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I am trying to implement a messaging system for the application I am currently working at. The messages are stored in a table:

CREATE TABLE `message` (
  `MessageID` BIGINT(20) NOT NULL AUTO_INCREMENT,
  `Thread` BIGINT(20) NOT NULL,
  `From` BIGINT(20) NOT NULL,
  `To` BIGINT(20) NOT NULL,
  `DateTime` DATETIME NOT NULL DEFAULT '2012-01-01 00:00:00',
  `Content` TEXT NOT NULL,
  PRIMARY KEY (`MessageID`),
  CONSTRAINT `FK_messageTo` FOREIGN KEY (`To`) REFERENCES `team` (`TeamID`) ON DELETE CASCADE ON UPDATE CASCADE,
  CONSTRAINT `FK_messageFrom` FOREIGN KEY (`From`) REFERENCES `team` (`TeamID`) ON DELETE CASCADE ON UPDATE CASCADE,
  CONSTRAINT `FK_thread` FOREIGN KEY (`Thread`) REFERENCES `thread` (`ThreadID`) ON DELETE CASCADE ON UPDATE CASCADE
);

Thread is another table that stores conversation threads, basically pairs of users.

When a user views a conversation they've had with somone, they should only be displayed the most recent, say, 10 messages. More messages are displayed on demand (click of a button, whatever). I am unsure what the most efficient way of pooling the database is in this case.

  • Taking out the whole thread each time and cutting it down obviously defeats the point.

  • Have a query along the lines of:

    SELECT *
      FROM message
     WHERE (to = {party1} AND `from` = {party2})
        OR (to = {party2} AND `from` = {party1})
     ORDER BY messageID DESC
     LIMIT {start}, {length}
    

where expressions like {name} are variables. I am unsure how LIMIT works here and if will be faster than my first method.

  • A third option would be to add another field (index) that is incremented within the thread (as the primary key in the message table is incremented whenever a new message is added anywhere in the system).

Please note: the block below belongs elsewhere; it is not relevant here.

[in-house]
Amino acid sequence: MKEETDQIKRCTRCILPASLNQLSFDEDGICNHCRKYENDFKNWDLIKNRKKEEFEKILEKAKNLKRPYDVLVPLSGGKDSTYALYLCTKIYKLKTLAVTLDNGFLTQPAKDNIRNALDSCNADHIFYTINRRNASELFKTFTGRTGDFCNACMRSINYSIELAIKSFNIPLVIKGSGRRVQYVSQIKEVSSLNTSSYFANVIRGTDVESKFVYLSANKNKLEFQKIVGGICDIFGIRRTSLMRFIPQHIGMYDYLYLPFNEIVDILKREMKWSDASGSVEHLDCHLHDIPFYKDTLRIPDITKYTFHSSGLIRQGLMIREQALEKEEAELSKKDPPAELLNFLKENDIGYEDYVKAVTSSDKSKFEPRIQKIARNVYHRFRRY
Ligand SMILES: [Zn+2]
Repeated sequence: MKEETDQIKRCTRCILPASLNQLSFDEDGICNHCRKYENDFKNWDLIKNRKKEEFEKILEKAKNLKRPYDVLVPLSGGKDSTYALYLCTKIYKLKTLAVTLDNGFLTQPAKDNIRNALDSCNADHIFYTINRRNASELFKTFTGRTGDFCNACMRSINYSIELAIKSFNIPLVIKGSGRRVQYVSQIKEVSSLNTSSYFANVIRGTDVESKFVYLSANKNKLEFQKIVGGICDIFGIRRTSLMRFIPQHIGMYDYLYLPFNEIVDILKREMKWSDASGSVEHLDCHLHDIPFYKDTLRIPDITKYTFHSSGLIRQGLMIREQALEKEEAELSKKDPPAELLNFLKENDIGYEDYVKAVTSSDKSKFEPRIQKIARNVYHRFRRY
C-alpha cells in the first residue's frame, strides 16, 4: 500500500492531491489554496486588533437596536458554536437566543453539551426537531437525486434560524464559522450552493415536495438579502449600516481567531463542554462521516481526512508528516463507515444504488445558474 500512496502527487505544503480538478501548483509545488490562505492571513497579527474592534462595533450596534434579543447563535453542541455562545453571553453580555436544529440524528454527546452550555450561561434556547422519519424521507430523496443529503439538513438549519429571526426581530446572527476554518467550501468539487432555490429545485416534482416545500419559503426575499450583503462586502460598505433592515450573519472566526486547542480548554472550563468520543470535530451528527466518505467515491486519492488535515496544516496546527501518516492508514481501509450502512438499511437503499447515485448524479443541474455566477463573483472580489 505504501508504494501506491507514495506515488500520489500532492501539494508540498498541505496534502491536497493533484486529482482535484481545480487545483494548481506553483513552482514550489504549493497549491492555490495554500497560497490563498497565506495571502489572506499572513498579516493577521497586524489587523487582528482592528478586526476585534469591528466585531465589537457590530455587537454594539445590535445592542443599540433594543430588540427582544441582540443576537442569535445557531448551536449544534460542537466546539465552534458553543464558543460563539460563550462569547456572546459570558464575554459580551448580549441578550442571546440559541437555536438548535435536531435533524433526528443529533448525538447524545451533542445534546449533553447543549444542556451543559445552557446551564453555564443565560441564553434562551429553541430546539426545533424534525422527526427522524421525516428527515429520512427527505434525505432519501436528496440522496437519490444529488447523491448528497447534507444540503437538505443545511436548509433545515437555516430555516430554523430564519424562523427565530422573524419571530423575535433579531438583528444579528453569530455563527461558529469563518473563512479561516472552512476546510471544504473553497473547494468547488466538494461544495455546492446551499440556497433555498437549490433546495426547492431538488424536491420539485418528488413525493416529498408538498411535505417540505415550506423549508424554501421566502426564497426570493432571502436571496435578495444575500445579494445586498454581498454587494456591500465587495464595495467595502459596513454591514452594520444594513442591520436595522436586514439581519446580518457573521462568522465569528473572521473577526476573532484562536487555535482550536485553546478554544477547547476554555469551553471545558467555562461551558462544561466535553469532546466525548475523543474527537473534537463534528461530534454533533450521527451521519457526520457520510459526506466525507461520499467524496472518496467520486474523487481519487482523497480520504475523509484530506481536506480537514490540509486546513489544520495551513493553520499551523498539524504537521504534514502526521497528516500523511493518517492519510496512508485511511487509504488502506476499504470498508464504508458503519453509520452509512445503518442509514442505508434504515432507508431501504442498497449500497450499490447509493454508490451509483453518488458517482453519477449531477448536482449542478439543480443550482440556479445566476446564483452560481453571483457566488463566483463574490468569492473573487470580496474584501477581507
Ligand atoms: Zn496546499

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The best way to decide what will be fastest is to try it out on representative data sets. It would help if you could include a specific question, rather than invite general discussion... –  Neville K Aug 2 '12 at 8:38
    
This is essentially a paging problem. The right answer will depend on the database engine you are using. Looks like MSSQL, what version –  Jodrell Aug 2 '12 at 8:38
    
For now I am using H2 database, although that is subject for change. –  Henry Henrinson Aug 2 '12 at 8:56

2 Answers 2

up vote 4 down vote accepted

Here one suggestion that comes to my mind after seeing your requirement is: Lets say if you have to display 10 conversations at a time and if user wants to see more he will be provided a button to see next 10 conversations.

So what you can do is,first select the first 10 conversations and store the last conversations id number in some variable in the front end application.

SELECT *
  FROM message
 WHERE (to = {party1} AND from = {party2})
    OR (to = {party2} AND from = {party1})
   AND messageid BETWEEN 1 AND 10
 ORDER BY messageID 

When user clicks on a button to see next 10 conversations,then again send a query to sql engine with rang lastid+10. That is:

SELECT *
  FROM message
 WHERE (to = {party1} AND from = {party2})
    OR (to = {party2} AND from = {party1})
   AND messageid BETWEEN 11 AND 20
 ORDER BY messageID 

Also make sure you have proper indexes on the tables.

share|improve this answer
    
very emphatic !?! –  Jodrell Aug 2 '12 at 8:40
    
@Jodrell -- Was this suggestion good? –  AnandPhadke Aug 2 '12 at 8:43
    
That was an offhand comment suggesting that the formatting of your answer is wrong. It all appears as code making it annoying to read, which is one reason why I didn't read it all. –  Jodrell Aug 2 '12 at 8:47
    
Oh ok.I guess now its ok to read –  AnandPhadke Aug 2 '12 at 8:51
    
Yes, much better, I think it would work well, as long as MessageID is contiguous. –  Jodrell Aug 2 '12 at 9:26

I agree with AnandPhadke's answer. Just something that is too complex for a comment:

LIMIT is a hack that is used for data where you don't have a useful ID that you could use to limit the number of results. For example when you build a search query, you join lots of tables and in the usual case, there will be nothing that you can use to limit the number of results.

It's supported by many databases (not all, Oracle being one of the most notable exceptions). The performance is usually "good enough" meaning: What are you going to do when the performance is bad? There is no other way to do it.

But if you can change your data model and give it a proper ID that you can use as a limiter, that is always better than using LIMIT.

The drawback is that you will need to do two queries: First, you need the MAX(ID) (because you will want to display the newest messages first). Only then, you can run the real query. Or you can use a subselect. From this point of view, LIMIT is "cleaner".

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